QE2 and Foreign Banks

Here and here are interesting posts about where the money from QE2 went. Much of the QE2 money went to foreign banks, which is not too surprising, given the way the Fed operates.

Friday, 4 November 2011

Big Government Defaults Since 1999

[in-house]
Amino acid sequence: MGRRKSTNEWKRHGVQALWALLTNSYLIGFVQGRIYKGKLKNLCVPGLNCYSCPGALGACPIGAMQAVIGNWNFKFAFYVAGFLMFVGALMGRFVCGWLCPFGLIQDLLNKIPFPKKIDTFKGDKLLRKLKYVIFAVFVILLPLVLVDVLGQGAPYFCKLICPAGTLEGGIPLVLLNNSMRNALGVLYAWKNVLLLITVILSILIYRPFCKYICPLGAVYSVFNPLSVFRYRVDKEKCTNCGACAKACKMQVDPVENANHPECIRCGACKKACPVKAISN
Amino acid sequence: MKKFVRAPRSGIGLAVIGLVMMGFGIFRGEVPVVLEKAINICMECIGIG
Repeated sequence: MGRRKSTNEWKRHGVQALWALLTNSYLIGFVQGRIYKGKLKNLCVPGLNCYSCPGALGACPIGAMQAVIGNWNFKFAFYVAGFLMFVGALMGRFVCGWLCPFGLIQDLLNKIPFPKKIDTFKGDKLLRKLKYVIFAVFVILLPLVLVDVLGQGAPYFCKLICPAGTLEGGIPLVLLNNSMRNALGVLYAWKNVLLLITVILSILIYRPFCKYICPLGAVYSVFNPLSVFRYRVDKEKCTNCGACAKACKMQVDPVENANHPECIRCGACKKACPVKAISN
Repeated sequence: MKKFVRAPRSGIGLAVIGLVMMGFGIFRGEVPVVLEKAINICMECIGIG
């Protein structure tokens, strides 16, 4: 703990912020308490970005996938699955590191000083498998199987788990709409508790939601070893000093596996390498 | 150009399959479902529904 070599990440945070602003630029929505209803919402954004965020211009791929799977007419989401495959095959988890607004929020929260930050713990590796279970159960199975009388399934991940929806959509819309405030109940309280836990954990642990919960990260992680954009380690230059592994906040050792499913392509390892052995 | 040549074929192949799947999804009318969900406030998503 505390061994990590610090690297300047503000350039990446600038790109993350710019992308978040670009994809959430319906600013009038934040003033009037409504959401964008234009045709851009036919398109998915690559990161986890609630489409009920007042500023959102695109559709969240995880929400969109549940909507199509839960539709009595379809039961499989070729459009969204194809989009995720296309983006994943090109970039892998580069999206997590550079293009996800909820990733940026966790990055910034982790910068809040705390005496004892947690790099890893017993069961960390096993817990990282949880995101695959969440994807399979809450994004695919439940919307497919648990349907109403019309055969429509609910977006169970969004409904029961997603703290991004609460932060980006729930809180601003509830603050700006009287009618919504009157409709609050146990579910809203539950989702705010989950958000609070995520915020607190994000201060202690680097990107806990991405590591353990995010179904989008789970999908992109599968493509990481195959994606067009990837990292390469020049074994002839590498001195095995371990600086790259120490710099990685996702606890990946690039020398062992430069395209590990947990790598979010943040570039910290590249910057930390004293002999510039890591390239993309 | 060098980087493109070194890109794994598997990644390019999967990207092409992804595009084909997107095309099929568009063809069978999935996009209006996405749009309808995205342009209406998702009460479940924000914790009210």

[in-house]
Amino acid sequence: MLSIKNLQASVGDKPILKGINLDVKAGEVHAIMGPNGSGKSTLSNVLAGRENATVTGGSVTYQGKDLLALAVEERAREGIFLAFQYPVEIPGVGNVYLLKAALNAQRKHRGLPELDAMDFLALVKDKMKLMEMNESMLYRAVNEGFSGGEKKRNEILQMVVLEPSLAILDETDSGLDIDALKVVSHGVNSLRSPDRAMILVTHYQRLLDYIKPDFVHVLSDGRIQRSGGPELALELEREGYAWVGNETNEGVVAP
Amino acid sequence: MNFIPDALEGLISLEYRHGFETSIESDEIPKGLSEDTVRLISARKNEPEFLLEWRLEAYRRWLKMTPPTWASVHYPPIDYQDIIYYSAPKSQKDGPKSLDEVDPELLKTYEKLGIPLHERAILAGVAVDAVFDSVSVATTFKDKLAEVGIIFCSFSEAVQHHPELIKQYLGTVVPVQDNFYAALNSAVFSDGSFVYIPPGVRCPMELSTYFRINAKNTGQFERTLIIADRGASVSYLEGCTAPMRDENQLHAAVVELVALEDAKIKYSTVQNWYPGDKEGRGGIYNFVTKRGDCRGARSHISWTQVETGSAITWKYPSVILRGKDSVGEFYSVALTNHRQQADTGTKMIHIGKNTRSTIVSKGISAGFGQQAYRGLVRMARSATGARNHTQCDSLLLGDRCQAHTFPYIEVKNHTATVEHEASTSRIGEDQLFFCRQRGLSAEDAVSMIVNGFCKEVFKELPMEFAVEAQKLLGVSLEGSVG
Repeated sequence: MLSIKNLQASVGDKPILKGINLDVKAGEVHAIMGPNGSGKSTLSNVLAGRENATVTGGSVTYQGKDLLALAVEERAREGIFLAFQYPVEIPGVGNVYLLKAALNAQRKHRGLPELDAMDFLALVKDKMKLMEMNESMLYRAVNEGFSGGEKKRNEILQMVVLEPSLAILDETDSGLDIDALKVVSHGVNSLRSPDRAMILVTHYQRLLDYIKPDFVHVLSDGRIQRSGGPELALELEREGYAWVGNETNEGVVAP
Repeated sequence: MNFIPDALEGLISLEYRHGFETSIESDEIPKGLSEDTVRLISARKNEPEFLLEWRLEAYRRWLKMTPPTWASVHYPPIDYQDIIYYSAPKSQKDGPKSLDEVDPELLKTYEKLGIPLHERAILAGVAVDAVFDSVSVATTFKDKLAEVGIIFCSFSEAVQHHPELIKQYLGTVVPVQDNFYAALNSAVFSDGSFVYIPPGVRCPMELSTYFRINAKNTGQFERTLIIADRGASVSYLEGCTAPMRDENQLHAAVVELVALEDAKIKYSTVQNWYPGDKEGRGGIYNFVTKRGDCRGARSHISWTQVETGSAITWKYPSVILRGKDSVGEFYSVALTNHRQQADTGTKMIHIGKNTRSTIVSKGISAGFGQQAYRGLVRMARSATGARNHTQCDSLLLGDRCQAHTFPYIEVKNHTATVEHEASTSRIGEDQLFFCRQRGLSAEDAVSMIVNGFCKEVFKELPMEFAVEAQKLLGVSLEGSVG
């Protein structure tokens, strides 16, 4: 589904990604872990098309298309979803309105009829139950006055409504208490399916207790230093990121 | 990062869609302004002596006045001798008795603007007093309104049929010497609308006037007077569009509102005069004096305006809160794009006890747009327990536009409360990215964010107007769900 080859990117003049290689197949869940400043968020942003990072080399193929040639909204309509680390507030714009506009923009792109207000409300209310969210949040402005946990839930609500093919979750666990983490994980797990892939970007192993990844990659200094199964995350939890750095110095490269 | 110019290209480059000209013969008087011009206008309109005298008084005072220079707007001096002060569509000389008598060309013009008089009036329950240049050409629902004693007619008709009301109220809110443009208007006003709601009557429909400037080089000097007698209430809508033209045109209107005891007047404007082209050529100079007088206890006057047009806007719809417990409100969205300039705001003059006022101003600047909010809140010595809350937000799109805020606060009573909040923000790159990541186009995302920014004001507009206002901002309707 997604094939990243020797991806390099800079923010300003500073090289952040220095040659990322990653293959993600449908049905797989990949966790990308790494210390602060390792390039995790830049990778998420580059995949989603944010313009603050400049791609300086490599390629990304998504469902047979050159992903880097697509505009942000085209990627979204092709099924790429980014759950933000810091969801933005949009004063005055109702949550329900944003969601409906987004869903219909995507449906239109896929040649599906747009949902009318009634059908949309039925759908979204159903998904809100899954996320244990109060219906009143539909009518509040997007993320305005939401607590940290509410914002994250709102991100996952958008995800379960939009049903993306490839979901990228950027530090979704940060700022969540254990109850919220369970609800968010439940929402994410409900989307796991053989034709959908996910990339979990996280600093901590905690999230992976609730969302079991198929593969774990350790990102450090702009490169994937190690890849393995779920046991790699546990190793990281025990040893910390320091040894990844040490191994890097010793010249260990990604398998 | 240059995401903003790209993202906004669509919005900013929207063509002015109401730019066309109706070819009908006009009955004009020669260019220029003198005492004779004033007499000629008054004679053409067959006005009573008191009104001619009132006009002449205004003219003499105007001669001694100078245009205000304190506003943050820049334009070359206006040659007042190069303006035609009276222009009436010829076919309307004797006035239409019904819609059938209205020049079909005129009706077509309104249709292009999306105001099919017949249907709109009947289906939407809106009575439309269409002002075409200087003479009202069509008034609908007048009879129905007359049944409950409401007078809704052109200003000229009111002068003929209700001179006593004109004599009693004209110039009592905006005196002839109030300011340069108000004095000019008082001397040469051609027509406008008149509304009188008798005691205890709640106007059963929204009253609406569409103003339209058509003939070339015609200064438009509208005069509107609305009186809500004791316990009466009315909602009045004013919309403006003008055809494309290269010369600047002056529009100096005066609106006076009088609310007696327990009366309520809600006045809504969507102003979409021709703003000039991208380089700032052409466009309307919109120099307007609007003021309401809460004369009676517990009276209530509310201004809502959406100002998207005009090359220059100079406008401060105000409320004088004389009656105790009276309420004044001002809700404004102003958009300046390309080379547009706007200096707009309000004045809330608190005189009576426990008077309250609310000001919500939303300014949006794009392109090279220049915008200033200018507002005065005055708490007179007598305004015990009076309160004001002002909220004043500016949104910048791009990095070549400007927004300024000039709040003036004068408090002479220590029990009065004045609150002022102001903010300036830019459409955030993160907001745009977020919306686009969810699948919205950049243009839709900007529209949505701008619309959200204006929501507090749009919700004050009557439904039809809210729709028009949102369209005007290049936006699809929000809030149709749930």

Here is a nice chart showing economic growth before and after some big government defaults.The economies of Argentina, Uruguay, Russia and Indonesia grew faster in the years after the default. An orderly default allows countries to wipe the sleight clean and re-organize economic priorities in an orderly manner. Default should only used as the last option, but sometimes it is a necessary step to take for countries to rebuild themselves. How the situation in Greece plays out is currently an unanswered question but financial markets have already priced in a partial default with the expectation that holders of Greek government debt are likely to get between 10 and 20 cents on the dollar. This is much lower than the 50% writedown that EU leaders recently agreed to.